Wednesday, 15 March 2023
New research has shown wave control is promising technology that could pave the way for future wireless networks that can withstand increasing demand.
Researchers at the University of Nottingham have collaborated with BT, University of Loughborough and Greenerwave, a deeptech French startup based in Paris to develop a mathematical framework to understand the fundamental barriers of interference that reduce signal stability.
The research exploits a new wave technology, grounded on reconfigurable intelligent surfaces, or RIS, to reduce the interference among users while improving the quality of service: an effect predicted theoretically called channel hardening. The findings will lead to providing communication engineers with innovative new antenna design procedures.
Professor Gabriele Gradoni, Professor in Applied Mathematics & Electromagnetic Theory at the University of Nottingham has led the study, he explains: “It has been a long time since scientists and engineers have committed to developing the 5th generation of mobile networks. An effort that has led to the improvement of the performance of wireless infrastructures in terms of data-rate boost and coverage improvement. Whilst this is contributing to reducing the digital divide in rural areas and less advantaged regions of the world, the multi antenna and access technologies have effectively enabled a plethora of new added value services from telecom operators, whence subscriptions to 5G networks are increasing exponentially.”
“Users will include not only people's smartphones but also vehicles, e.g., cars and drones, as well as robots, e.g. interconnected smart factories, and much more in the future horizon. This means a massive number of terminals will need to coexist - and maintain the achieved high data-rate! - in the presence of a complex environment where interference will inevitably deteriorate the network performance.”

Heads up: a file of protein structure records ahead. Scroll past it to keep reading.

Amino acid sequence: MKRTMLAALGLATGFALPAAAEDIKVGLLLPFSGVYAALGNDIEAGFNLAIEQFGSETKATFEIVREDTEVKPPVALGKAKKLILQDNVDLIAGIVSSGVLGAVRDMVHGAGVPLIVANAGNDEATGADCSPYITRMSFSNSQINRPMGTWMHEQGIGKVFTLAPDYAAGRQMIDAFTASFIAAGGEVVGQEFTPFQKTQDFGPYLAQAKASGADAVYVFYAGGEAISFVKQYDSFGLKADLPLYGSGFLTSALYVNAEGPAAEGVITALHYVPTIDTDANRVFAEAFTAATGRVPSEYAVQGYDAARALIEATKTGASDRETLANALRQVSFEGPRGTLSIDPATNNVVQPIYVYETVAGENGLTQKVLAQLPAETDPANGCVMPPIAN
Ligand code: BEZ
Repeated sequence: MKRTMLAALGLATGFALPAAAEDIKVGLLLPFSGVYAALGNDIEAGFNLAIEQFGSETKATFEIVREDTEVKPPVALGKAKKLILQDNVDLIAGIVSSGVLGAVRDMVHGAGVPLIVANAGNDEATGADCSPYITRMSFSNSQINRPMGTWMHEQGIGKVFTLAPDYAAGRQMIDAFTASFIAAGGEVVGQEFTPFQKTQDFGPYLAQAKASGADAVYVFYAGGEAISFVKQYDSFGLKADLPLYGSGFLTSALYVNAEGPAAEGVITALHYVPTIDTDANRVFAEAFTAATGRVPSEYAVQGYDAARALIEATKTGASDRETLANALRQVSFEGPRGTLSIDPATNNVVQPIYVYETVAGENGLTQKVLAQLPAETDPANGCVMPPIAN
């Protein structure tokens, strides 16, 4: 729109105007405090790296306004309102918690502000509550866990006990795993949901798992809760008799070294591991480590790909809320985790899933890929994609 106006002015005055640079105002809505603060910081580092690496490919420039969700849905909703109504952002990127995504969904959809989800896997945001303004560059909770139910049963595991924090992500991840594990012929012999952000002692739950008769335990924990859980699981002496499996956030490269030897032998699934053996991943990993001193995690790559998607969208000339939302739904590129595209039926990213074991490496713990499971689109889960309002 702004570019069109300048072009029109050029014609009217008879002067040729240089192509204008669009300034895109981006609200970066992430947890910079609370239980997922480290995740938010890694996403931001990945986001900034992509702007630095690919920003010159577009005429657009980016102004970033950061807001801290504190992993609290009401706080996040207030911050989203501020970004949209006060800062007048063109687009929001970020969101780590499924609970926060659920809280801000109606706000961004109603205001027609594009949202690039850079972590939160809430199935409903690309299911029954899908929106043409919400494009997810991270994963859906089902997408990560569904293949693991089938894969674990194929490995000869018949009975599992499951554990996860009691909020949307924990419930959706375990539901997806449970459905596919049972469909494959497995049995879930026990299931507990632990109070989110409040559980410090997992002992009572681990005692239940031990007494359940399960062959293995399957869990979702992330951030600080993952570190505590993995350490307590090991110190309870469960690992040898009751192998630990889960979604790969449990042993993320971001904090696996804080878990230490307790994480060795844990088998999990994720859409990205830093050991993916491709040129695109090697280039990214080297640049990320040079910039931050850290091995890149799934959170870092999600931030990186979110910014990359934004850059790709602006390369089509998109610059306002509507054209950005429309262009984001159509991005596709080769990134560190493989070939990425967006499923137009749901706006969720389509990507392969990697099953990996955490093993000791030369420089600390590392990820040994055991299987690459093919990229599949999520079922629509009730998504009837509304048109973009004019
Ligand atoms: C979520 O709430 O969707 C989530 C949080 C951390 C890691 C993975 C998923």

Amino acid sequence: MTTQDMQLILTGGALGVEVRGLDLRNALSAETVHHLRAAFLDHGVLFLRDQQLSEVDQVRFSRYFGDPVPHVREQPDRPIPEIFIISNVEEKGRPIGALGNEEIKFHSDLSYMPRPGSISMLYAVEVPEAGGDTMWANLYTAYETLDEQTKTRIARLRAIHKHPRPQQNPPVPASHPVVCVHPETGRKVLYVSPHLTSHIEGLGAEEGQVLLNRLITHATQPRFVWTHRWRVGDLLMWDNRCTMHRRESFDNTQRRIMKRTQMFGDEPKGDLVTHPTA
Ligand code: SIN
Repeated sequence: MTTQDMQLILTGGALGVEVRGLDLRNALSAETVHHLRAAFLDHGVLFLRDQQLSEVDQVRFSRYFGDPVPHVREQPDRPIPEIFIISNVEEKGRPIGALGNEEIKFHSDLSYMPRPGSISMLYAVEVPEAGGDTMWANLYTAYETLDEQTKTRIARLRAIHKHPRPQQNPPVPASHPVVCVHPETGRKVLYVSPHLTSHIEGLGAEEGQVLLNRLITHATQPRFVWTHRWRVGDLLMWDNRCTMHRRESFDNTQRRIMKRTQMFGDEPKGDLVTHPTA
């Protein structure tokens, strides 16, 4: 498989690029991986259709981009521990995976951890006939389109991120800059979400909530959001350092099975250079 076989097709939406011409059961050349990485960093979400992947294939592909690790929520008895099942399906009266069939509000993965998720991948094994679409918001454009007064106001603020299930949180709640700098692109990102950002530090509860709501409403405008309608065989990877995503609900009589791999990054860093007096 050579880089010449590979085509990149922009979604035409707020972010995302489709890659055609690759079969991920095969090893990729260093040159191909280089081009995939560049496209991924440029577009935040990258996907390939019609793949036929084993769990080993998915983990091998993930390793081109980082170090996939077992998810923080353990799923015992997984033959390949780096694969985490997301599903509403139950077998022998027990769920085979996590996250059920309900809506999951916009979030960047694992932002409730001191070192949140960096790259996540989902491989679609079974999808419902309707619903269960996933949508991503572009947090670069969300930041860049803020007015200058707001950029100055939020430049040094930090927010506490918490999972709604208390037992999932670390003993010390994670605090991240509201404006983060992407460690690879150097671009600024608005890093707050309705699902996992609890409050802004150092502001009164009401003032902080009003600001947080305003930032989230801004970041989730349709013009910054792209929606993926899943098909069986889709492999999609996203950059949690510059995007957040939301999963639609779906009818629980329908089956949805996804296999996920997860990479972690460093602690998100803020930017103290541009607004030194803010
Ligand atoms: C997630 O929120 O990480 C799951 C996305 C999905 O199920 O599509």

This research, which is part of the University’s Digital Nottingham programme, examines new ways to prevent deterioration, stabilise and futureproof networks. The team has found that channel hardening could provide a stable network for technologies used now and in the future.
Channel hardening works through tightly packed antenna elements integrated within the RIS receiving and adding multiple waves coming from different directions and carrying the same information signal; different waves have travelled different lengths within the environment, and the RIS is optimized to compensate the length difference among signal replicas so that the signal is routed to terminals in line of sight with the RIS where information is retrieved.
The combined effect of wave compensation and addition results in an average signal that has reduced variability, hence it is more stable and less prone to cause disconnections from the telecom base station. The RIS technology has gathered the attention of industry and academia for a few years, and it is now being considered as a candidate technology for integration in future 6G network development.
The research is funded by a Royal Society Industry Fellowship with BT.
Dr Minglei You, Assistant Professor at the Department of Electrical and Electronic Engineering, adds: “This is exciting progress, with a laboratory-based experiment for this novel technology of RIS, which demonstrates its great advantage in enhancing end users’ experiences in both data rate and data link stability. The key feature of RIS is that it can change the propagation of signals in the air, and with our proposed signal processing techniques and optimization algorithms, we are witnessing the great new era of future wireless networks – we are advancing from acknowledge of the wireless channel impairments, to the era of proactively modifying part of it on demand.”